photo of underside of Samia cynthia Silkmoth
After emerging from cocoon and pupa case
Close-ups of Wing Markings
Dorsal View of Abdomen
Lateral View of Abdomen
| Photo Details - ©Nicky Davis
Ova received from John Richards who received them from Greg Houtz, Schuy
Hill Haven, Pa. They are probably a non-native captive hand reared
moth. However, there are reports that this moth still exists in the
wild in Maryland, Delaware, New Jersey, Connecticut, Rhode Island, Massachusetts,
New Hampshire, Vermont, Prince Edward Island and Missouri .The Missouri report
of Cocoons found January 1, 1978 was verified
March 05, 2009. It was first introduced to the U.S.A. along with the
host plant Ailanthus altissima
- Tree of Heaven in the 1800's. The Tree of Heaven has been banned in some
states and is listed as noxious in 46 states.
These I rear won't be released into the wild.
Any species I rear so I can get life history photos are released
only in the spot where the female was located. If that is not possible,
they are not released.
August 2013 - Ten days as ova
Emerged 29 August 2013 - 5 mm long
Molted to Second Instars on 2 September 2013 (4 days as 1st Instar)
Molted to Third Instars
on 6-7 September 2013 (5 days as 2nd Instar)
Molted to Fourth Instars on 10-11 September 2013 (4 days as 3rd Instar)
Molted to Fifth Instars on 16-17 September 2013 (6 days as 4th Instar)
#4 purged liquid 3:30 P.M. 25 September (9 days as 5th Instar)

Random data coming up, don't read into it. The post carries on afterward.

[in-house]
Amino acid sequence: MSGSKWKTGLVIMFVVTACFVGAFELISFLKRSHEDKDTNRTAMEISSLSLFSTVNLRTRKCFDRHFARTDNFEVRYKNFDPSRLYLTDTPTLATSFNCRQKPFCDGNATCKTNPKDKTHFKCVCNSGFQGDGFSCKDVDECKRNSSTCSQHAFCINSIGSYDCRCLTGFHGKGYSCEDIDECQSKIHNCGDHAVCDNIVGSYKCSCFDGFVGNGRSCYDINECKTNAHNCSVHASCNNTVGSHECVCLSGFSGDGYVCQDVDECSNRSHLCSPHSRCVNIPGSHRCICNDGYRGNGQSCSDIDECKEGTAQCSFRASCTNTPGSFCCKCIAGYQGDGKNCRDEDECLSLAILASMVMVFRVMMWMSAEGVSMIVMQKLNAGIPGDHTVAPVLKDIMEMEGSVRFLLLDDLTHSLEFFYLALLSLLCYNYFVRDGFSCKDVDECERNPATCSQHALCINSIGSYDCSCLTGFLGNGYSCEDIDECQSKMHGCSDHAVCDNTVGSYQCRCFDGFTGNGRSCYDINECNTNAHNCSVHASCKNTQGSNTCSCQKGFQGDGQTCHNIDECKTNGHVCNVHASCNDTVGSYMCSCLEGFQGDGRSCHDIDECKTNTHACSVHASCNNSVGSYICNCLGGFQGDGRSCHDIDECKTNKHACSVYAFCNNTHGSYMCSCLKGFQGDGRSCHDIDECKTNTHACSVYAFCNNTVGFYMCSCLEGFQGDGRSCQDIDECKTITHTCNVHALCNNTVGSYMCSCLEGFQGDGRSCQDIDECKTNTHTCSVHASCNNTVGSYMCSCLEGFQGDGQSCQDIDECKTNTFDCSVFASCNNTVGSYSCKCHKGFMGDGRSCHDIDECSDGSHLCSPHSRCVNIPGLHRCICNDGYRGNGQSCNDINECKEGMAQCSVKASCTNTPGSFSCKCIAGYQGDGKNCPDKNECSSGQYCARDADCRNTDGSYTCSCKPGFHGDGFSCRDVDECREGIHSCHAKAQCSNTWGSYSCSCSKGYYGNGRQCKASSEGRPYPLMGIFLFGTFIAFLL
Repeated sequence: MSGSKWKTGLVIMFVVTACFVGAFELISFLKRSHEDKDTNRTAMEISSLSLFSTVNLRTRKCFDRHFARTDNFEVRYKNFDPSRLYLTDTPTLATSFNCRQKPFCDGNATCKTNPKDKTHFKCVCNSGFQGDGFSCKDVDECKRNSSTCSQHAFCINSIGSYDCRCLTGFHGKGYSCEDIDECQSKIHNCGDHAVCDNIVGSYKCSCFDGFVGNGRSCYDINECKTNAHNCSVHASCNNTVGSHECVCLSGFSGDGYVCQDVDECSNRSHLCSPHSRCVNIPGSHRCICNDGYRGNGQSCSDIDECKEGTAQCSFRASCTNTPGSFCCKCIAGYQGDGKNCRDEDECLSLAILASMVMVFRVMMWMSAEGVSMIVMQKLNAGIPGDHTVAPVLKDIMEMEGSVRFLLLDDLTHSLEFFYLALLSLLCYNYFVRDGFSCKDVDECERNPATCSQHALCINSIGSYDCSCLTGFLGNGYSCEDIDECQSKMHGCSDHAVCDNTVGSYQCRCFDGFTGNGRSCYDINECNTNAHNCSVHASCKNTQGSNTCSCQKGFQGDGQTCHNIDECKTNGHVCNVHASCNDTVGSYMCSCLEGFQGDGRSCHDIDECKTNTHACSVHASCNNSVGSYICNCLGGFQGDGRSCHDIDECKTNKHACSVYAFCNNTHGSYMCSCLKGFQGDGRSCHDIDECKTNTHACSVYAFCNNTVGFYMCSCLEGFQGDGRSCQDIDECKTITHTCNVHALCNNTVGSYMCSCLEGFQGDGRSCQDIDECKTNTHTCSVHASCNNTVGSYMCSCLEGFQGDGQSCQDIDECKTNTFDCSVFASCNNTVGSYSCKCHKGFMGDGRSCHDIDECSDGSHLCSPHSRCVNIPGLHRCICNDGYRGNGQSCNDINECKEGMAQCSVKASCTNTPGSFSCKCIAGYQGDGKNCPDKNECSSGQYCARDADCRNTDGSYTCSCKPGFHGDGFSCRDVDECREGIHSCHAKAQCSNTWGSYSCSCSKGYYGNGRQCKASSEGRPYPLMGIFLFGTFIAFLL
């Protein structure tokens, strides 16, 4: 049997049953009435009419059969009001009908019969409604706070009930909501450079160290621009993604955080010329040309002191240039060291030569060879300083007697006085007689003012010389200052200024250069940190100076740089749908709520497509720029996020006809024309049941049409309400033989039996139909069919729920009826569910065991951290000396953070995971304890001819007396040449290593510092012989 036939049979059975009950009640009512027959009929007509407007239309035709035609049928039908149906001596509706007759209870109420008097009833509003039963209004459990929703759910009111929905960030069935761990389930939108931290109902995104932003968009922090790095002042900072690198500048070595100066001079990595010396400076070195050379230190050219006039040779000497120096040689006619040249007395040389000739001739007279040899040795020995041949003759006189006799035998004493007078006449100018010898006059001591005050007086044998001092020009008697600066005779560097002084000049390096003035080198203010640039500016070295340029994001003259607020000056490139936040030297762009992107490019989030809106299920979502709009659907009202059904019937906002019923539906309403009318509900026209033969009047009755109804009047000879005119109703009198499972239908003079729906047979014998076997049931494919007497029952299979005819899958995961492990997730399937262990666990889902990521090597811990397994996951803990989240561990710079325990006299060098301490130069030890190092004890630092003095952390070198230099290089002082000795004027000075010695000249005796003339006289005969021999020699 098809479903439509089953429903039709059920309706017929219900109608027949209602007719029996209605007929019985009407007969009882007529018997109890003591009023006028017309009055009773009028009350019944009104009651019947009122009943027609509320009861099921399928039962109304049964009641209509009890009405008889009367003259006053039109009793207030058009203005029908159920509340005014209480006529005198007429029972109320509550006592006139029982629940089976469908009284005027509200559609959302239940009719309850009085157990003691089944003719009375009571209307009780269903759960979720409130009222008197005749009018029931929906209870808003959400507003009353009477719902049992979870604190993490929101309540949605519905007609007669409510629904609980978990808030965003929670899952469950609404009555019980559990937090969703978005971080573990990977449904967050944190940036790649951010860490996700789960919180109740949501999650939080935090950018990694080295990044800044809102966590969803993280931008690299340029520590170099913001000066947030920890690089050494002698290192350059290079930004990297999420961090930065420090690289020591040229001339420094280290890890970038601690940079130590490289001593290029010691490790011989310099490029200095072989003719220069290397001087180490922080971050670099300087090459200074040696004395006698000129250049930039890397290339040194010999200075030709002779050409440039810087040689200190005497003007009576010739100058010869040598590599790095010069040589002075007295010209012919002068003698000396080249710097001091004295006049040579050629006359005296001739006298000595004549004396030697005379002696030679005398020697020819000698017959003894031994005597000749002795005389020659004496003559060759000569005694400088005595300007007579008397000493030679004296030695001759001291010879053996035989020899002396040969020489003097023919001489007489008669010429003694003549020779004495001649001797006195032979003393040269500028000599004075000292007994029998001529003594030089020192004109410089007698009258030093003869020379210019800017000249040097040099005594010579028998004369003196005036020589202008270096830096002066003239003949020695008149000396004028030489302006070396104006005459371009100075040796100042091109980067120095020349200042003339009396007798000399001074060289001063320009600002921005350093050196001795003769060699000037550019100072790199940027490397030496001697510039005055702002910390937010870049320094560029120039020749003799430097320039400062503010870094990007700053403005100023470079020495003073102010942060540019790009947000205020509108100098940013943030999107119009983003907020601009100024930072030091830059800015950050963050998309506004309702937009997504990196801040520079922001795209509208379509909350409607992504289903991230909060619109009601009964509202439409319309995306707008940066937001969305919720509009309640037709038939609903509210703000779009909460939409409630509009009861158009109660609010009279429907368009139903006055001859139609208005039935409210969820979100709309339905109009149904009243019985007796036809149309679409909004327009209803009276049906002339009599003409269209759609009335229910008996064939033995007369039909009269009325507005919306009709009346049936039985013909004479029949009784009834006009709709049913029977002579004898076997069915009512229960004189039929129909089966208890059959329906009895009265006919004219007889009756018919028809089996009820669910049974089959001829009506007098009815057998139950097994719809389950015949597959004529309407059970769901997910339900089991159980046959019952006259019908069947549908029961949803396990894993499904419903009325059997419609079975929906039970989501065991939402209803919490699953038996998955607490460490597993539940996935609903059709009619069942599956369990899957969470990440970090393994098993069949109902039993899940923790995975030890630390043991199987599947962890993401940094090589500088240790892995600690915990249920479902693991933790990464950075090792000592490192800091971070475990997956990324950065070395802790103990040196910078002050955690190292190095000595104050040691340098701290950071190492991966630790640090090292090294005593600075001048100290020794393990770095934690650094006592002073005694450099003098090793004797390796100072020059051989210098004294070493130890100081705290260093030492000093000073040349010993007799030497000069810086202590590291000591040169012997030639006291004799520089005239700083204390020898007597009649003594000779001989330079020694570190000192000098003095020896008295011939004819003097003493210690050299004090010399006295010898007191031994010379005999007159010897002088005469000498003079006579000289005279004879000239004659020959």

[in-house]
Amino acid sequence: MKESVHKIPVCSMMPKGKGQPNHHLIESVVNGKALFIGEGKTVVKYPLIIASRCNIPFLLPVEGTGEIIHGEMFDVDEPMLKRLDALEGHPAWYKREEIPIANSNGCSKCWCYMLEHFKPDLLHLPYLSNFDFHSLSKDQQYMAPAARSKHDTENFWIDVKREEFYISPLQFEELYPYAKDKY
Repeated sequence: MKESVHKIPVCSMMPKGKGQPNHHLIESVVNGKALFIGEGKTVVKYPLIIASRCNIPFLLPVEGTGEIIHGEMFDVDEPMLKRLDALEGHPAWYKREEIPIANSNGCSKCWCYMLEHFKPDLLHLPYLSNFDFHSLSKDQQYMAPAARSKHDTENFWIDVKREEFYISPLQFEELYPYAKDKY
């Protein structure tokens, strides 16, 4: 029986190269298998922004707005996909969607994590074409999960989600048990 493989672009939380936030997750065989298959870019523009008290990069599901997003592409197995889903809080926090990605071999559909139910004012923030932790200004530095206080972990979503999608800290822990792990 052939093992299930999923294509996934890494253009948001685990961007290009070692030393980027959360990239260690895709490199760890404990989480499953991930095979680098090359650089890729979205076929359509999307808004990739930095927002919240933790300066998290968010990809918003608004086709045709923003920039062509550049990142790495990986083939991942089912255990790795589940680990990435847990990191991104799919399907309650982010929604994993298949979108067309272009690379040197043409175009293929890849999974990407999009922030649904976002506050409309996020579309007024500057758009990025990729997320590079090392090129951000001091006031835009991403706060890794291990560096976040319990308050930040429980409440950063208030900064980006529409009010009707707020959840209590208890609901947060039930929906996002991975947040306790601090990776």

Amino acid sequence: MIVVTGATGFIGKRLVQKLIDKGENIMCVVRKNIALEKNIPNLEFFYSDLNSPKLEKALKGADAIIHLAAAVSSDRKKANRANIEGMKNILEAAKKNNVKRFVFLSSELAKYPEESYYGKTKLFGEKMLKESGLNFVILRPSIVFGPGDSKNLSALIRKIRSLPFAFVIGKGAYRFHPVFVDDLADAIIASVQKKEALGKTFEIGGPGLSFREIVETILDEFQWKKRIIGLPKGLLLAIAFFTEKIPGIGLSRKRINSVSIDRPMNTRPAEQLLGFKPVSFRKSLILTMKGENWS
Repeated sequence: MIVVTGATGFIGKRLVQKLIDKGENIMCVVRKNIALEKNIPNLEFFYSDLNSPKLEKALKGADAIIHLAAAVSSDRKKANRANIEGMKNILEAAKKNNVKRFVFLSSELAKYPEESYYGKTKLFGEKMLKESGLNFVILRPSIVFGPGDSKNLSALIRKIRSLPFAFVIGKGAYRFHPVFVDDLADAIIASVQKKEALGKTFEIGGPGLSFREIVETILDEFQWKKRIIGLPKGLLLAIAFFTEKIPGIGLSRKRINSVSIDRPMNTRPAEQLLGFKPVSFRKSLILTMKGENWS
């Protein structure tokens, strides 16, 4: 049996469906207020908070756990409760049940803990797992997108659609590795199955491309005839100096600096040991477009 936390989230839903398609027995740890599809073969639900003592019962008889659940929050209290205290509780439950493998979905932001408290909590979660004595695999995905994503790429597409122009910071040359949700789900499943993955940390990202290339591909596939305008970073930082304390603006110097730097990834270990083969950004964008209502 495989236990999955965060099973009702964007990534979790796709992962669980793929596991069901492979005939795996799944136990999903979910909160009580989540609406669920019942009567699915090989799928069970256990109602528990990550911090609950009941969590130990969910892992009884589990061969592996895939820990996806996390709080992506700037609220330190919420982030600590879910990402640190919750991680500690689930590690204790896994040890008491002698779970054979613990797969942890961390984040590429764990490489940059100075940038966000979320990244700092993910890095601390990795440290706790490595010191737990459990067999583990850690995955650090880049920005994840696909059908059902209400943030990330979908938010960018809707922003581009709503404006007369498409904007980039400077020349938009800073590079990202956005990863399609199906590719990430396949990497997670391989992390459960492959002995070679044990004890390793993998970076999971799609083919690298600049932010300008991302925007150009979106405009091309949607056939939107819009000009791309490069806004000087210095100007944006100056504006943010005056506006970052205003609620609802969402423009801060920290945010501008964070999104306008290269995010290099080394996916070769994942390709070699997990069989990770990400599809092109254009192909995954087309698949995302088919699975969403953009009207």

#2 purged liquid at 4:30 P.M. 25 September (9 days as 5th Instar)
#3 purged liquid at 7:00 A.M. 26 September (9 days as 5th Instar)
#1 purged liquid in the afternoon of 26 September (9 days as 5th instar)
After purging the excess liquid they rested a while then began going up to
the top of their individual plants looking for a good place to start cocoons.
Then they each began silking to the plant. They silked a leaf to the
plant to anchor it better so it wouldn't fall from the tree. They all spent
a great deal of time anchoring this main leaf to the stem. Some silked
the stem clear to the top. After this one leaf was anchored, they each
silked the entire leaf surface. This is the leaf that ends up being
silked around their bodies. Then they each started silking the two sides
together which pulls the leaf around them.
After all of these had formed cocoons and pupated, they were placed in hibernation.
They were placed in the crisper of a fridge at 41 F.
Came out of hibernation on May 1, 2014 and eclosed 1 June 2014